A new draft architecture and design policy for NSW has been prepared by the Office of the Government Architect putting a design led approach front and centre. It’s a first ever state wide design policy for high quality urban design. It lays the foundation for policy with a design-led planning strategy with the aim to support high quality built environment design outcomes. It also introduces new initiatives, such as the establishment of a NSW State Design Advisory Panel to consider key state significant projects.
Better Placed outlines principles and the directions for creating an urban environment that is livable and well designed. And it has come at a good time – as Sydney grows under pressure from macro and micro forces there is a need to preserve heritage, green infrastructure, biodiversity, provide adequate transportation and ensure sufficient measures have been applied in planning phases to assure amenities are delivered like hospitals and schools.
The public realm is the collective, communal part of our cities and towns, with shared access for all. It is the space of movement, recreation, gathering, events, contemplation and relaxation.
When we consider the cost of poor design it makes complete sense to implement policy that will have a positive impact. We are all aware of the individual and community cost, and the adverse implications of design that has been poorly thought through – not responding to context, and performing low on environmental performance, it is non inclusive, lacks accessibility, has poor functionality, delivers poor value and applies poor aesthetics. Design excellence by contrast, is about shaping great places from many points of view.
Good design “…responds to the concerns of communities and those involved in the development of our built environments about the impact of poor design but also defines how we can make the most of the opportunities that will arise as we develop new spaces and places,” said NSW planning minister Anthony Roberts.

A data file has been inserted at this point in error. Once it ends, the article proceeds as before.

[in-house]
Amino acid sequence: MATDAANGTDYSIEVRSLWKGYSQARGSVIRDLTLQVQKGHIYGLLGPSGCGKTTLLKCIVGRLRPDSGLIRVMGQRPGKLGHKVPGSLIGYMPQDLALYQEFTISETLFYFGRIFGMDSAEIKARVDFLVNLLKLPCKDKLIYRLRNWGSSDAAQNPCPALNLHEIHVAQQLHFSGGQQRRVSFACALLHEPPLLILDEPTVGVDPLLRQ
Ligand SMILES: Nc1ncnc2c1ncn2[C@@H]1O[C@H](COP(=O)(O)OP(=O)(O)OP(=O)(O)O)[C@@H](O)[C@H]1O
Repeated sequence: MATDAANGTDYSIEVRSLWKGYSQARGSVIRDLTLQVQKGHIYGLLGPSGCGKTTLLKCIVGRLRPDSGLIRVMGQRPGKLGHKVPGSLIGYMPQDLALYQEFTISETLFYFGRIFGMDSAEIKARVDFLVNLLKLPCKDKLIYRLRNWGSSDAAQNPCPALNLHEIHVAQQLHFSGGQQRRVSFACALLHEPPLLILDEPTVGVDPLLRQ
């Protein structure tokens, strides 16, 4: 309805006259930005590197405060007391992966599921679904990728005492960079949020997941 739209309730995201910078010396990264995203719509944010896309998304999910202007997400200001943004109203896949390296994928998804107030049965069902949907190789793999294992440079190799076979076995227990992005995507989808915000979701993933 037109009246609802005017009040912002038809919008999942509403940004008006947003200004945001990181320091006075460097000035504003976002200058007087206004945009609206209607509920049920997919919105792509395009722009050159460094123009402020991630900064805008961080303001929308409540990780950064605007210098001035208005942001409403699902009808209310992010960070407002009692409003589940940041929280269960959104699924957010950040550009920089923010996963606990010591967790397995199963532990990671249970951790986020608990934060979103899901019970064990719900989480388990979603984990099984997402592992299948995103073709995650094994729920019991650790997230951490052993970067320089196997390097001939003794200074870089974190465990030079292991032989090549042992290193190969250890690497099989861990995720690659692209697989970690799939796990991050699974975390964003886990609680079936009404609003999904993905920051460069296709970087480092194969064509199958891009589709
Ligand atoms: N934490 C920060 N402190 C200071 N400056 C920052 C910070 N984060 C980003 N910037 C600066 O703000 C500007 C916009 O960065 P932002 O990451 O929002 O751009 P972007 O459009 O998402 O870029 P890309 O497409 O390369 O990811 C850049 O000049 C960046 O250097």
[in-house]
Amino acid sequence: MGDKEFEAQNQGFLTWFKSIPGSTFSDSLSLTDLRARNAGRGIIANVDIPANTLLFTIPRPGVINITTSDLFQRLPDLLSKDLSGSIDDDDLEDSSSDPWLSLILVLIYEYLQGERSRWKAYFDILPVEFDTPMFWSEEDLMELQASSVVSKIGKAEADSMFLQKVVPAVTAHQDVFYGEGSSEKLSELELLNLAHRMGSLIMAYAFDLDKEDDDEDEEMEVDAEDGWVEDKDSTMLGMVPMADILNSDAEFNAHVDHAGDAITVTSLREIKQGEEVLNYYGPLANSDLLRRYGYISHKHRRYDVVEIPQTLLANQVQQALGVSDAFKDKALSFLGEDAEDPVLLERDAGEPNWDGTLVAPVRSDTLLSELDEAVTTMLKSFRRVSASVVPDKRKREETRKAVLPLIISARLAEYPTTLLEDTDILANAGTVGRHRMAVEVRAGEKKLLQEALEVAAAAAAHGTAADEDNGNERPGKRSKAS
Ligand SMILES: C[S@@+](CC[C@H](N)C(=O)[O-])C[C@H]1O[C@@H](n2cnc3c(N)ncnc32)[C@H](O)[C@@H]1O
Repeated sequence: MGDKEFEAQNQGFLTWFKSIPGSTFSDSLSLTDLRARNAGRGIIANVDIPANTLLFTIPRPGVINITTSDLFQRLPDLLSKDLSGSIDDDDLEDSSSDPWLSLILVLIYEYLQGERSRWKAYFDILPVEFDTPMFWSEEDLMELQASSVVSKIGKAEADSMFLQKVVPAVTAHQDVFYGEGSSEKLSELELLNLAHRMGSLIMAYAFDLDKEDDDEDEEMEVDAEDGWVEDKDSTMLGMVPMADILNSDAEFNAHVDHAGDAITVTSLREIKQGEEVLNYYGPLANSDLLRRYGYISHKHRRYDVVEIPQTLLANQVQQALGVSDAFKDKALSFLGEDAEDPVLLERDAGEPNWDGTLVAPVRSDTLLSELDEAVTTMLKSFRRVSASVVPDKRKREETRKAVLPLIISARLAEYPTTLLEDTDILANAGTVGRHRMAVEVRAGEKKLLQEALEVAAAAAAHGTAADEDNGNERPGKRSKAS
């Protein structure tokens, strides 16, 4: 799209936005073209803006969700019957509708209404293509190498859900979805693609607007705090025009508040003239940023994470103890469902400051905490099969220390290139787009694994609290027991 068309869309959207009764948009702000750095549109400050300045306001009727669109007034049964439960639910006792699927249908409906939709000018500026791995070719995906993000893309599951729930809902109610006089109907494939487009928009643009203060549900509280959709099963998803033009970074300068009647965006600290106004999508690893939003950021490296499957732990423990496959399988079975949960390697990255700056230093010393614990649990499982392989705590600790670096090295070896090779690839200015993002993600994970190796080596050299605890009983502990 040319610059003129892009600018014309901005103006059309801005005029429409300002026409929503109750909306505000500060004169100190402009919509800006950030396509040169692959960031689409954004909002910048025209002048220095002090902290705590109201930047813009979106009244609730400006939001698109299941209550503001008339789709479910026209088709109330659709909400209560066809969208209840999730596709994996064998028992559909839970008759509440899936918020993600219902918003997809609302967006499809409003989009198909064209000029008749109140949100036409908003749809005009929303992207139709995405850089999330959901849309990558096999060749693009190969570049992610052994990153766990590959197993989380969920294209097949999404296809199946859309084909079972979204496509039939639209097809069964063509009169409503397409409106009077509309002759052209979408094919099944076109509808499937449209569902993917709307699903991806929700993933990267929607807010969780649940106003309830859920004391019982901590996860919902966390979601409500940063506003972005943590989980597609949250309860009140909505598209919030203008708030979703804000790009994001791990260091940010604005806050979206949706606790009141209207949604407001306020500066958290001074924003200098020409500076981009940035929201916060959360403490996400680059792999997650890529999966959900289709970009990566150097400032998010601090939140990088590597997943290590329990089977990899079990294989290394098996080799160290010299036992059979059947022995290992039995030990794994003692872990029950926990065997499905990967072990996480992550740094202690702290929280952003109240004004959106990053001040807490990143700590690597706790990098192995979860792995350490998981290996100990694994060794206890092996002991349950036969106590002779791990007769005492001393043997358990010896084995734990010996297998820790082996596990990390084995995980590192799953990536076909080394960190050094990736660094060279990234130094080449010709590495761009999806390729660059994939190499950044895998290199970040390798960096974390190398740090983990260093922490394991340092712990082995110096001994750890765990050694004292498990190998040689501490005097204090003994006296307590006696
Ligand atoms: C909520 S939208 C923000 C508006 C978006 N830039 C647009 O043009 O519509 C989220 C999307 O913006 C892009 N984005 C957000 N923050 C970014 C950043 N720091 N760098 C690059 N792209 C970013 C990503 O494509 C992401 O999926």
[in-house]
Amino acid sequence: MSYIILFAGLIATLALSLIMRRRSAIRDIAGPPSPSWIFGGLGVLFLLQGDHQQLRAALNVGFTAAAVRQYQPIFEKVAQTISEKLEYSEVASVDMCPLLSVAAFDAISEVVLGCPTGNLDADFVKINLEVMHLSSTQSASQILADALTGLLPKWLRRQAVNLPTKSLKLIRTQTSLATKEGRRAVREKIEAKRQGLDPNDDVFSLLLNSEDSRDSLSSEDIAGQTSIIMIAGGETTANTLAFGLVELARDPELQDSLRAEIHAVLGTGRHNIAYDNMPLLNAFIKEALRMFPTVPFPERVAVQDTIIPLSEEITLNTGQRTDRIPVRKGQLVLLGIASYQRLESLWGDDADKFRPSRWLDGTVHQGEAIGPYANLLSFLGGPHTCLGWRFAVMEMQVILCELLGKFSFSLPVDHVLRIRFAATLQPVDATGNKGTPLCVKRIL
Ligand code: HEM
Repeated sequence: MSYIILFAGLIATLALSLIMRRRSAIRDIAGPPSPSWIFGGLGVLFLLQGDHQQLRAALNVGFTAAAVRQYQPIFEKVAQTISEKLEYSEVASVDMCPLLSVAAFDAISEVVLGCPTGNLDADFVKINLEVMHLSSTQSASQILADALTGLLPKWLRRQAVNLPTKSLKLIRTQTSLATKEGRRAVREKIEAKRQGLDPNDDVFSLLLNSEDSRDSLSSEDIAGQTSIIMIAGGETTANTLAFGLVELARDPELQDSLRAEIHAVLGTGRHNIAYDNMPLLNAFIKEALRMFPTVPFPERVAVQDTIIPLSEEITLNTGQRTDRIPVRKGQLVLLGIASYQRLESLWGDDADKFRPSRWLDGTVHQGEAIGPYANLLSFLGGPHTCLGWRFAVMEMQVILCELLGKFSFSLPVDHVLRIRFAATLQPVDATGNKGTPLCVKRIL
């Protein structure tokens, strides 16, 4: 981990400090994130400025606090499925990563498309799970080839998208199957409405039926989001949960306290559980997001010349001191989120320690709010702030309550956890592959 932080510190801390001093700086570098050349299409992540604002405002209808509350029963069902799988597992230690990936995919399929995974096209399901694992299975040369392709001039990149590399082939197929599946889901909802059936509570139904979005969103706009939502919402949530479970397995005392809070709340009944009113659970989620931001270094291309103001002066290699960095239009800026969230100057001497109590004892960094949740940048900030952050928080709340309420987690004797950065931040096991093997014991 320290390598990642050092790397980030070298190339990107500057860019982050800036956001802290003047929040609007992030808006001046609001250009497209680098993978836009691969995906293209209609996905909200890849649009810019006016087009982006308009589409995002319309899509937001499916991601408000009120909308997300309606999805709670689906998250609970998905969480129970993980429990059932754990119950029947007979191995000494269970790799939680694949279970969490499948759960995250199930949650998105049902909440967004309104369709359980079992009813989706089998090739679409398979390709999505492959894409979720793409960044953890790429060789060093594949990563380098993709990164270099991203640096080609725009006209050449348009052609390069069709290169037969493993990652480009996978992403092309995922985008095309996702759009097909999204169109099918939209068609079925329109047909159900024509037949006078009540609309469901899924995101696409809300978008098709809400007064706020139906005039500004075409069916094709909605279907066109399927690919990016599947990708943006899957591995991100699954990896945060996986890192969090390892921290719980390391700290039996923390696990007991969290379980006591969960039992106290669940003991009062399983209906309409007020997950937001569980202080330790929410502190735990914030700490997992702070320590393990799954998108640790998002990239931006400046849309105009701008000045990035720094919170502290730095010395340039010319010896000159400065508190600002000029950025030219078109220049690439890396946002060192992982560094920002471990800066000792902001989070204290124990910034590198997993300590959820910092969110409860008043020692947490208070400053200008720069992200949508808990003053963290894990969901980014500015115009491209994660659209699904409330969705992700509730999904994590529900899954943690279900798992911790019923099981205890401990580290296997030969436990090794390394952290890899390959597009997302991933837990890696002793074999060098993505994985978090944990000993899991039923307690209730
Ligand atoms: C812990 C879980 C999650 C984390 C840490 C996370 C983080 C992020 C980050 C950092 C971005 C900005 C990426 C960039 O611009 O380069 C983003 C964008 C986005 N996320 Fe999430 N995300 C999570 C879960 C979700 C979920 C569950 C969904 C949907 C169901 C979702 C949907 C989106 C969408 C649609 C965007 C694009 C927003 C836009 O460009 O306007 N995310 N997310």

Increased housing density and more compact housing results in households relying more on the public realm for recreation, access to sunlight, entertaining, exercise and social activity. While increased density brings many benefits in cities and towns, it needs to be offset by great public spaces, allowing people to expand their sense of ‘home’ to include the wider local area and shared communal spaces and facilities.
Good design is critical to creating liveable, productive, sustainable and resilient communities. The move is welcomed by the Australian Institute of Architects who see the design policy as a positive influence on the development industry and will help create more interesting and lively places to live and work and will enable New South Wales to attract the innovative organisations and skilled work force that will improve competitiveness a cross a global system.
As our cities grow, evolve and develop, the public environment takes different forms, including on privately-owned land, on rooftops, below elevated infrastructure and above transport nodes. Developing more compact cities can result in increased usage and pressure on the public realm requiring new models, management, high standards of design and finishing, and design of public space. In some instances, it may also require the creation or allocation of additional open and /or public space.
Mr Roberts said a well designed and integrated environment “creates useable, user-friendly, enjoyable and attractive places and spaces, which continue to provide value and benefits to people, the place and the natural environment over extended periods. Good design brings benefits socially, environmentally and economically, and builds on these benefits overtime – it adds value.”
The seven establishing principles for good design are outlined in the draft policy. For those who are interested in finding our more about the policy, and measures for excellence Dhub highly recommends you look at the draft policy Better Placed.